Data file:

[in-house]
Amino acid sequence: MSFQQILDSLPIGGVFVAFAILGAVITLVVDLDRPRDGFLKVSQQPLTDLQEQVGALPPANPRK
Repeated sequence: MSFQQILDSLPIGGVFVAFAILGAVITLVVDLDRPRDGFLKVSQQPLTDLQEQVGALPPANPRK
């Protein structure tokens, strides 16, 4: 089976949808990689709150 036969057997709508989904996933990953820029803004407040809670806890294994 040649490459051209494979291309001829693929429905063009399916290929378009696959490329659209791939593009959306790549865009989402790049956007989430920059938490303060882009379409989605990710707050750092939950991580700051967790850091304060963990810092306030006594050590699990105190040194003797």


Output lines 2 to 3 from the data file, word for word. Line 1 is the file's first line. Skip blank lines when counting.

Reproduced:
Amino acid sequence: MSFQQILDSLPIGGVFVAFAILGAVITLVVDLDRPRDGFLKVSQQPLTDLQEQVGALPPANPRK
Repeated sequence: MSFQQILDSLPIGGVFVAFAILGAVITLVVDLDRPRDGFLKVSQQPLTDLQEQVGALPPANPRK